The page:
• J-2 work permission is limited to a maximum of four years.

Step 1: Assemble the Following Items

  • A $410 check payable to “Department of Homeland Security” if your application will be postmarked on or after 07/30/2007. Including the correct fee with your application is important as USCIS may reject applications with an incorrect application fee.

  • Form I-765 available at Complete form. Don’t forget to sign at the bottom. On item #9, leave blank if you don’t have a social security number. On item #16, put in the code “(c)(5)().” Please note this form was revised on 02/08/2007. The Revision date is located in the bottom right corner of the form. USCIS will only accept the Form I-765 that reflects these revisions.

  • Two passport photos secured in an envelope and attached to the application. Pictures can be taken at a photo shop. In pencil (or lightly in pen), print your name and write your admission number (I-94#) on the back of each photo

  • Financial Statement. See instructions and sample below. The USCIS will not approve an EAD application if the J-2 employment income is needed for support of the J-1.

  • Evidence of Funds. Photocopy of J-1’s funding source documentation.

  • Copies of J-1 and J-2 passports, visas, I-94s, and all DS-2019s.

  • FOR EXTENSION/RENEWAL OF THE EMPLOYMENT AUTHORIZATION DOCUMENT (EAD),which takes 3-6 months, include all of the above items PLUS:

    • Copies of all previous EADs-Photocopies of all previously issued EAD cards from USCIS

Step 2: Write a Financial Statement Letter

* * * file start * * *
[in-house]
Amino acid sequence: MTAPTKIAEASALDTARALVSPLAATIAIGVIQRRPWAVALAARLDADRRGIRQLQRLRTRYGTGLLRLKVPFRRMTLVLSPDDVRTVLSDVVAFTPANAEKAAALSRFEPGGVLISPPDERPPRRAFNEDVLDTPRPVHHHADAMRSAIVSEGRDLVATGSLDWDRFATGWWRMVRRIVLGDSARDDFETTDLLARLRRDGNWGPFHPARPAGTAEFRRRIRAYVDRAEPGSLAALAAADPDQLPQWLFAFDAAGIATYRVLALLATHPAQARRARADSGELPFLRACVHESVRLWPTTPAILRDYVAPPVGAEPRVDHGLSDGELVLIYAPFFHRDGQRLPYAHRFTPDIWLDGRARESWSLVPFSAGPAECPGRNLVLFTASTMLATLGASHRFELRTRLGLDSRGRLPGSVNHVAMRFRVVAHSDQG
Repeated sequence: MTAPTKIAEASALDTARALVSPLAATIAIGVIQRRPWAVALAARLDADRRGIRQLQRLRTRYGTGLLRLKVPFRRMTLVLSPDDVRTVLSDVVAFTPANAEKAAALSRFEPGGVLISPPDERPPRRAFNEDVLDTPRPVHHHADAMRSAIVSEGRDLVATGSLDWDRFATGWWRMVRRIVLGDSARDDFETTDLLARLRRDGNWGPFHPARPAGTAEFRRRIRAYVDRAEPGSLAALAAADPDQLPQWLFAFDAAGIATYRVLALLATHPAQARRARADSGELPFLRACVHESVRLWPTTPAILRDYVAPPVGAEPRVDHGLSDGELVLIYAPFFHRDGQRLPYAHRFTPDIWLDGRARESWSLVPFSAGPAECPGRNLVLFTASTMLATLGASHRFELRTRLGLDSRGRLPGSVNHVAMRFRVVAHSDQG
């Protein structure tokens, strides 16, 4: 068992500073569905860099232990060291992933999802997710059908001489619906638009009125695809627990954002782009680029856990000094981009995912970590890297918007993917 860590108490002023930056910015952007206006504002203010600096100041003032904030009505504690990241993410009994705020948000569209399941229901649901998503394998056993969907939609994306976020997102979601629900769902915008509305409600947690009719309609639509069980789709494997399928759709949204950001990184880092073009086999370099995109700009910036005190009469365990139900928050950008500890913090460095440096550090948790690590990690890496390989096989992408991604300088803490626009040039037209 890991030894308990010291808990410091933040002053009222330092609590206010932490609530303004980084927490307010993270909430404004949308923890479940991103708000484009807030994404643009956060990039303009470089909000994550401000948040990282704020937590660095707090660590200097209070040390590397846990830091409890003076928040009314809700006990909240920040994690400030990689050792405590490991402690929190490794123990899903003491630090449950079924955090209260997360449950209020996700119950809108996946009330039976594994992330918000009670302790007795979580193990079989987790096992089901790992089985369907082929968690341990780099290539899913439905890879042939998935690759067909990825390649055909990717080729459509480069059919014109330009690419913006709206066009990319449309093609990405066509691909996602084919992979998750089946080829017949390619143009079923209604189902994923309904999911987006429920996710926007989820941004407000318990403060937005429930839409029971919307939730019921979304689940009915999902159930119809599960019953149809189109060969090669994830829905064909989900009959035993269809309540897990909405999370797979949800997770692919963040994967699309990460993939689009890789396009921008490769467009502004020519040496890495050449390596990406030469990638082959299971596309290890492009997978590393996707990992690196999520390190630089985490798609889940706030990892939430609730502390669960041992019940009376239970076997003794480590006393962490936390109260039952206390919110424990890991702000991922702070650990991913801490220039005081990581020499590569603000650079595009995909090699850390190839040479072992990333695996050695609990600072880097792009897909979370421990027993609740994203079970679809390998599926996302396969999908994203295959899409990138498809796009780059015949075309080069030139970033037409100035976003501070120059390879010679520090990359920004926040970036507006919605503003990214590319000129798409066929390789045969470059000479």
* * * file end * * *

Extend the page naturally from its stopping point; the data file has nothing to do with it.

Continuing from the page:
This is a sample; please modify your letter in order to best describe your situation.

(Your name)
(Your street address), (Your city, state, zip code)
Dear Sir or Madam:

I, (your name), am the J-2 dependent of the J-1 Exchange Visitor (J-1’s name) and I wish to apply for J-2 employment authorization. My (spouse or parent) receives a (salary, grant, or stipend) from (specify source) sufficient to provide for all of our expenses. My income is not necessary to help financially support the family. I would like the opportunity to work for professional development (cultural or educational purposes or language opportunities). Please grant me the permission to be employed.

Enclosed are all required documents for my application (list documents). Thank you very much for your assistance.

(Your signature)
(your name)

Step 3: Mail Your Application

Make copies of all the documents for your records. Mail the application in a large envelope to the USCIS at:

PO Box 660867
Dallas, TX 75266

Mail the application by “certified mail, return receipt” which you request at the Post Office. Write “I-765” in red letters in the lower left corner of the envelope. When the receipt comes back to you, keep it with your application copies. Within 4-6 weeks of mailing your application to the USCIS, you should receive a standard “Notice of Action” letter stating that USCIS has received the application. The Notice of Action is a very important document that can help track the status of your application. The case number in the top left corner of this receipt notice can be used to call USCIS or look on their website at to check on your case. If you do not get this letter within 6 weeks of mailing your application, contact an advisor at GEO for more information.